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1.) Terror returns to America’s shores — The Boston Marathon is usually a showcase of human endurance and perseverance. On Monday, the event turned into a showcase of villainy — but also humanity in the face of great tragedy. At least three people were killed and over 100 injured during a terrorist attack at the Boston Marathon, but in the aftermath of the attack, Americans rushed to the aid of their fellow man. TheDC’s Vince Coglianese talked to an eyewitness:
“George Scoville was one block away from the Boston Marathon’s finish line, inside the Lord & Taylor department store Monday afternoon when he felt two explosions rock the store within about ’15 to 20 seconds’ of one another. ‘I was actually in a shopping mall right next to the finish line, Lord & Taylor, and heard an explosion and thought it was construction or building demolition,’ the 33-year-old Scoville, a Washington, D.C. resident, told The Daily Caller in a phone interview from Boston Monday. ‘You could feel it. There was a loud boom and then there was a second one that was even louder,’ Scoville continued, explaining that the blasts shook the store. He then made his way for the door as people fled the scene of the nearby blast.”
We don’t know all that much about who perpetrated the attack. In time, we surely will. Let us hold our commentary until then.
2.) A time for a president — In moments like these, Americans pray to God for solace and look to our president for leadership. TheDC’s Neil Munro reports:
“President Barack Obama used the White House press podium Monday evening to reassure Bostonians of national support and to promise that ‘the full weight of justice’ will be applied to the responsible individuals or groups. … ‘We’re continuing to monitor and respond to the situation as it unfolds,’ he said. ‘Michelle and I send our deepest thoughts and prayers to the families of the victims … all Americans stand with the people of Boston.’ He predicted that the United States would respond to the people who caused Monday’s event. ‘Any responsible individuals, any responsible groups will feel the full weight of justice,’ he claimed.”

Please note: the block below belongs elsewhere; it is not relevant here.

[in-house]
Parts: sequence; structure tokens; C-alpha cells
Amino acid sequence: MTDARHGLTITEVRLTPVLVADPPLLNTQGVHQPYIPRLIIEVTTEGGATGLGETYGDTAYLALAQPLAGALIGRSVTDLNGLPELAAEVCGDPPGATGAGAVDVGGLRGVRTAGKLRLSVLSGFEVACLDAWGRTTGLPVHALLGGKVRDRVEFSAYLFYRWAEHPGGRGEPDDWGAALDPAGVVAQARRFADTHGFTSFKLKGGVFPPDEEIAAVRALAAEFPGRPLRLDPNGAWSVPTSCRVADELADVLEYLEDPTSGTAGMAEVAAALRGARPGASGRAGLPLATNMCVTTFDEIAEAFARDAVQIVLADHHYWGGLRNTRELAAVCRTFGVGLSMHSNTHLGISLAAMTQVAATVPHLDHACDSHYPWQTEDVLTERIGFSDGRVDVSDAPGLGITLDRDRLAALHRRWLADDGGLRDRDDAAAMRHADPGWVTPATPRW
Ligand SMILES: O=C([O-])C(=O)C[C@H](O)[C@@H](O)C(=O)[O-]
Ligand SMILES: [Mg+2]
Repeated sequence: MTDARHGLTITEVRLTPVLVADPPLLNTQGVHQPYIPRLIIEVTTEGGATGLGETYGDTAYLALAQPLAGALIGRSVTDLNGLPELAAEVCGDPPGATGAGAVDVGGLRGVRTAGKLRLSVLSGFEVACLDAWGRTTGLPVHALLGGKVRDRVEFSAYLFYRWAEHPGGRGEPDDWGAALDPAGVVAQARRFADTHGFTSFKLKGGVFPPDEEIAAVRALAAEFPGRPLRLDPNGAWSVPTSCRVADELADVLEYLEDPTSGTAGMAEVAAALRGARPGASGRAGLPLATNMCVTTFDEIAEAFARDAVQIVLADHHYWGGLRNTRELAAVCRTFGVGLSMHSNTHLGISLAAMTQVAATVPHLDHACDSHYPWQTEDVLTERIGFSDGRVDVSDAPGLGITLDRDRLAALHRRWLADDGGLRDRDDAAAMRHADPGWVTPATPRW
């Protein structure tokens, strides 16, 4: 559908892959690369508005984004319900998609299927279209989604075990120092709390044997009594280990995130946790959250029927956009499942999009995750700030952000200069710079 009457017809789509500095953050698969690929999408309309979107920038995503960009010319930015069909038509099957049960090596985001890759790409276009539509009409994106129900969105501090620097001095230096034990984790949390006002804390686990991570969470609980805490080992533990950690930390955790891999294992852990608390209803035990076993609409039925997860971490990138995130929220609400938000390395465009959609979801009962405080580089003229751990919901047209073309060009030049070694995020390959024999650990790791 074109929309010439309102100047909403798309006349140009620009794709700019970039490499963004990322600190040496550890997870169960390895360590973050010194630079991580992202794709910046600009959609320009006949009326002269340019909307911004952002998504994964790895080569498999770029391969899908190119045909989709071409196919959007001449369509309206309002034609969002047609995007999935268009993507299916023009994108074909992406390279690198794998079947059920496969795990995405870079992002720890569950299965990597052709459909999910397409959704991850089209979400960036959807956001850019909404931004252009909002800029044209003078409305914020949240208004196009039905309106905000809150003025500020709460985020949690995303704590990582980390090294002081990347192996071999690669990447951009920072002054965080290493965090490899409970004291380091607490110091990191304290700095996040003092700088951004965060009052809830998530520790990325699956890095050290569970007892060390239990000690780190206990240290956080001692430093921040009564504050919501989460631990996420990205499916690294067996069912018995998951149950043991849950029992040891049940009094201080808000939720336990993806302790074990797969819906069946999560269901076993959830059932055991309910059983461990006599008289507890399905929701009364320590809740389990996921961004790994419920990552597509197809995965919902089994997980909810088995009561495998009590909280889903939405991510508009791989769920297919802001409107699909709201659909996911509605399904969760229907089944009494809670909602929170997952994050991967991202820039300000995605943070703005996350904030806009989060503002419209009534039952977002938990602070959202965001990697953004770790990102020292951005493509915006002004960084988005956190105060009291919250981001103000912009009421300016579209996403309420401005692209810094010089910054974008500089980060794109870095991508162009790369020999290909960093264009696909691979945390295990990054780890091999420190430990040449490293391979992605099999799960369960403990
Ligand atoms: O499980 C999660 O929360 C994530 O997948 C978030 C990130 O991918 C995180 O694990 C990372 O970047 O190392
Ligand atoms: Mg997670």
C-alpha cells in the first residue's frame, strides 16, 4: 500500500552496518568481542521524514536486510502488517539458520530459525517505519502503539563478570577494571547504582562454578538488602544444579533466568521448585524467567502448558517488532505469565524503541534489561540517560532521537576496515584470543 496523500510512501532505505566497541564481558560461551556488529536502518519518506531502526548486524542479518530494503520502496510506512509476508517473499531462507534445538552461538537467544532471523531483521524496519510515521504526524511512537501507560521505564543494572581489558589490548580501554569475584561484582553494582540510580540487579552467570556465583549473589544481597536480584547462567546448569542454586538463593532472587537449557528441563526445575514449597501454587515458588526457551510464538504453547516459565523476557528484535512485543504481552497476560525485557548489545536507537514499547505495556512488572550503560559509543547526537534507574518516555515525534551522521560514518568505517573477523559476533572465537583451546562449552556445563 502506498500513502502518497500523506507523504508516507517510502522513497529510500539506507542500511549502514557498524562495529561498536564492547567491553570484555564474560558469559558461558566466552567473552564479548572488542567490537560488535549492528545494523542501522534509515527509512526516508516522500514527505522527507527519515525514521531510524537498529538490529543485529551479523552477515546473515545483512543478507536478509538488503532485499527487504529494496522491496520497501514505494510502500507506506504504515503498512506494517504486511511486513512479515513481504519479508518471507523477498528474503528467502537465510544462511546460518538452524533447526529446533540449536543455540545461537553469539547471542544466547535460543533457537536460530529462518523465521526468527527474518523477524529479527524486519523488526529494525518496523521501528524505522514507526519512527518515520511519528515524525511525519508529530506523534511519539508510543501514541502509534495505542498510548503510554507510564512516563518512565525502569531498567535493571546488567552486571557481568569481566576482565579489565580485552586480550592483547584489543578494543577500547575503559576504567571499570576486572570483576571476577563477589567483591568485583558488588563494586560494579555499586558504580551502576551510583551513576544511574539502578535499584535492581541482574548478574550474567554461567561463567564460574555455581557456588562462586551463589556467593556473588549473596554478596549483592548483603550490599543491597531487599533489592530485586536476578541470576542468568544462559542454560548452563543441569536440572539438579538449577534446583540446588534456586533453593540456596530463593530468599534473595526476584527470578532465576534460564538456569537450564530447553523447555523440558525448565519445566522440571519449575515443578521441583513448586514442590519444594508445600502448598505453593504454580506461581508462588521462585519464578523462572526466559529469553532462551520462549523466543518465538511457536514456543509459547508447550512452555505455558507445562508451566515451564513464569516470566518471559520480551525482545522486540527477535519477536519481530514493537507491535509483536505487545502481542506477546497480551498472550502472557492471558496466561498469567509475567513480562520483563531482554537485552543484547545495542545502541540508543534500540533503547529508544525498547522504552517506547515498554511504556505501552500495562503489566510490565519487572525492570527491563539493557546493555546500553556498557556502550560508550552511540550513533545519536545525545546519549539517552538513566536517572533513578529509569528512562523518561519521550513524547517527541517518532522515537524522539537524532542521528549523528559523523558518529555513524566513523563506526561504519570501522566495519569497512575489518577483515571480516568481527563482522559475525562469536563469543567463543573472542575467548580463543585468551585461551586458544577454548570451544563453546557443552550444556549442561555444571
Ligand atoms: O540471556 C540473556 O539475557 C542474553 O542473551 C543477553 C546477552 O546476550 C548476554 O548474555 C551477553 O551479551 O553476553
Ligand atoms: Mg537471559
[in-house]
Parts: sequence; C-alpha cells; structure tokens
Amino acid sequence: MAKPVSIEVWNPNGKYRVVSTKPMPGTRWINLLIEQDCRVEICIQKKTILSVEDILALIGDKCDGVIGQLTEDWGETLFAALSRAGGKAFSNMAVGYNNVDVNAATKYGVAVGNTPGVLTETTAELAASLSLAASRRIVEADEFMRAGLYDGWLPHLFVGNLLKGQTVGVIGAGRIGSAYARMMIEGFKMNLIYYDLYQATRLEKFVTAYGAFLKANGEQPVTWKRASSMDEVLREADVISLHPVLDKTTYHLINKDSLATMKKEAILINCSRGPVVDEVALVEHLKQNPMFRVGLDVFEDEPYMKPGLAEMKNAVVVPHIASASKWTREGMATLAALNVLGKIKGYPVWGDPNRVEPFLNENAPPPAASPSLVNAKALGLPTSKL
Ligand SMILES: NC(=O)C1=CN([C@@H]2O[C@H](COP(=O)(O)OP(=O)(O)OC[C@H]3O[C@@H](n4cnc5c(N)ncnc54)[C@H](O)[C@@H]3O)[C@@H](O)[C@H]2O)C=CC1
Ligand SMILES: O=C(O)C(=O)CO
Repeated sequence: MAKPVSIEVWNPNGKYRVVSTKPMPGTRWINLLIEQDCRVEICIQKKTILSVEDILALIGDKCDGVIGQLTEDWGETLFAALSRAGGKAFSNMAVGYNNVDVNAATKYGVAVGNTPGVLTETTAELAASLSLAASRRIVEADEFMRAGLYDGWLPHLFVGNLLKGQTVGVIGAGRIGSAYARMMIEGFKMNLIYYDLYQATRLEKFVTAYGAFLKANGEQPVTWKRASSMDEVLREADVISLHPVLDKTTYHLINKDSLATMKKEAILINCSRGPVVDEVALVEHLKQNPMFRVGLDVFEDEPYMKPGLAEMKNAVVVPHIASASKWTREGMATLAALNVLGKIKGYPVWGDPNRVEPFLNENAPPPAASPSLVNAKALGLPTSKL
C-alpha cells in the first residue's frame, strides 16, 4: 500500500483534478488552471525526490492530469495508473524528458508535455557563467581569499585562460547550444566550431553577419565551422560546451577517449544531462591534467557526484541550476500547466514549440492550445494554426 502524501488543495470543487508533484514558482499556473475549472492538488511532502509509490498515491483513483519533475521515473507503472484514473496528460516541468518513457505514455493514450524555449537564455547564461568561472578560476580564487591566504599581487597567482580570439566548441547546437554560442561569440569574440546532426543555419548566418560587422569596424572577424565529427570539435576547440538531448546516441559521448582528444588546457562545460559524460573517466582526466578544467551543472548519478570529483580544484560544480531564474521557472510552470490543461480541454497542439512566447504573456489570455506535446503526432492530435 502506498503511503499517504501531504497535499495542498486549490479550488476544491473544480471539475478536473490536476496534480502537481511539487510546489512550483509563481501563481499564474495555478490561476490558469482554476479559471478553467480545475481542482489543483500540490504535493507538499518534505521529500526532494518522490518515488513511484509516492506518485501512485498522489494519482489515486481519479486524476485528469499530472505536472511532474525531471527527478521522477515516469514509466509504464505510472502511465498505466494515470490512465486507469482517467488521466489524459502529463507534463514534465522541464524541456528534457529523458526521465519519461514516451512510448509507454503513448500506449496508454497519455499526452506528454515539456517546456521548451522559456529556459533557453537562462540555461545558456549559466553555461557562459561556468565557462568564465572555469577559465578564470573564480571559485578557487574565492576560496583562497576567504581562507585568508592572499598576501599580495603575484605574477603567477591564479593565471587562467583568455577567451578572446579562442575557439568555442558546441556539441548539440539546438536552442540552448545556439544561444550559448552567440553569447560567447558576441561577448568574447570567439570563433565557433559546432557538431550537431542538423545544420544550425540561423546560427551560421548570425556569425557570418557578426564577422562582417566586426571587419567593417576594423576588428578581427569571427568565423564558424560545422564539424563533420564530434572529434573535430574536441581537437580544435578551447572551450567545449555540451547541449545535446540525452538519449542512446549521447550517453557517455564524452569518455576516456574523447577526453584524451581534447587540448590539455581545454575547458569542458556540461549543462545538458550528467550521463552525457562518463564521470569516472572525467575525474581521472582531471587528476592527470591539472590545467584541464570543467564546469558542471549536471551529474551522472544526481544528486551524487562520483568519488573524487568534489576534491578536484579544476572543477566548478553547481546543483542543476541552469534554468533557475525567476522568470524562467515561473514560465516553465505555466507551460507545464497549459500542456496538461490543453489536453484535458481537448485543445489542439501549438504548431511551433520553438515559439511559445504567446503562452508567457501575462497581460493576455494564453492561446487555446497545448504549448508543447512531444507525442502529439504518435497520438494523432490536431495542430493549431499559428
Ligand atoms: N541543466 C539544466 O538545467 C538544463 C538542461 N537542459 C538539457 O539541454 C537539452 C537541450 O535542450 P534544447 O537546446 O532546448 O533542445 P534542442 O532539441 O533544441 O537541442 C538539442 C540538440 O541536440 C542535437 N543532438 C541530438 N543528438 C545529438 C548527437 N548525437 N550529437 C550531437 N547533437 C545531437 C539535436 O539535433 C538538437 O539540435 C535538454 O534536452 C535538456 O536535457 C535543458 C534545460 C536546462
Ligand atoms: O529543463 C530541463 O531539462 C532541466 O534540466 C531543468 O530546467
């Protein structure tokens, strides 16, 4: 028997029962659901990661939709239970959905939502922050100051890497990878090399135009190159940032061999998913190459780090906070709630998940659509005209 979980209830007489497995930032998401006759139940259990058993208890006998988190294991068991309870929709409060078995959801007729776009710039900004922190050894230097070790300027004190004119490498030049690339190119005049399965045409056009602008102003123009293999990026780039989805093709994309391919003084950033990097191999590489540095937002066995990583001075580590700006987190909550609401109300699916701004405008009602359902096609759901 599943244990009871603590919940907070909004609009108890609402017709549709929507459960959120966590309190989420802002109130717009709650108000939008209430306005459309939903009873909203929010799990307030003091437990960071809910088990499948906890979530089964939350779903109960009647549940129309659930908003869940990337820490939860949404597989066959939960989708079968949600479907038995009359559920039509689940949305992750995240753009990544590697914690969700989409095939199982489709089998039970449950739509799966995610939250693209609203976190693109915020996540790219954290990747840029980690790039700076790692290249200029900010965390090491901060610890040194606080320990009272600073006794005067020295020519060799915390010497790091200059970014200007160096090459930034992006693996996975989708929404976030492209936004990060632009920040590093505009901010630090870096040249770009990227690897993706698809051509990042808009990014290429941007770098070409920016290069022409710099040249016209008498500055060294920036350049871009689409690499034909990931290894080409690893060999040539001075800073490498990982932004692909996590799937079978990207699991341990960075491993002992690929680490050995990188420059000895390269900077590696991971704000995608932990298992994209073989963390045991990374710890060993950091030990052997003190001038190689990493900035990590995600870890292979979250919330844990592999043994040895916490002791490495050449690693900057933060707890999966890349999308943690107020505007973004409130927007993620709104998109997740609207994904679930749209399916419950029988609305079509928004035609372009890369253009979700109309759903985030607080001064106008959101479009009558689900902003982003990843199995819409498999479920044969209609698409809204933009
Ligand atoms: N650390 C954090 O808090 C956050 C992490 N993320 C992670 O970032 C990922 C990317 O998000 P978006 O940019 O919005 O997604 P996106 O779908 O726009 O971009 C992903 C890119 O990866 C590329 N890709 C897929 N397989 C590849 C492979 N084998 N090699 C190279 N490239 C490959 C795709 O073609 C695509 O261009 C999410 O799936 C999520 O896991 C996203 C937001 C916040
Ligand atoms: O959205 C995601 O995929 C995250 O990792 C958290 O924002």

Justice will come, of that we can be confident. But until then, we must keep calm and carry on.
3.) Politics at an unpolitical time — A New York Times columnist decided to insert politics into the aftermath of the Boston bombing. To his credit, he later apologized. TheDC’s Alex Pappas reports:
“New York Times columnist Nicholas Kristof responded to the explosions that blasted the Boston Marathon on Monday with an eyebrow-raising comment about Republicans on Capitol Hill. In a tweet during the aftermath of the apparent attacks, Kristof wrote, ‘Explosion is a reminder that ATF needs a director. Shame on Senate Republicans for blocking apptment.’ … Kristof recanted his comment, calling it a ‘low blow’ after being criticized: ‘People jumping on me for criticizing Sen Repubs for blocking ATF appointments. ok, that was low blow. i take it back,’ he tweeted.”
4.) A political fracture over Margaret Thatcher — A resolution to honor Margaret Thatcher has stalled in the Senate. TheDC’s Alex Pappas reports:
“New Jersey Sen. Bob Menendez is holding up a vote in the U.S. Senate on a resolution honoring Margaret Thatcher, the former prime minister of the United Kingdom who died last week after suffering a stroke, multiple sources tell The Daily Caller. While the House of Representatives passed a resolution honoring Thatcher last week, Menendez, the chairman of the Senate Foreign Relations Committee, objects to some of the language proposed by Republicans in the Senate’s version, sources said. A copy of the proposed resolution, which would be offered by Senate minority leader Mitch McConnell, honors ‘the life, legacy, and example of British Prime Minister Baroness Margaret Thatcher.’ Another source said Democrats want to ‘black out everything but a few lines acknowledging her service as prime minister.'”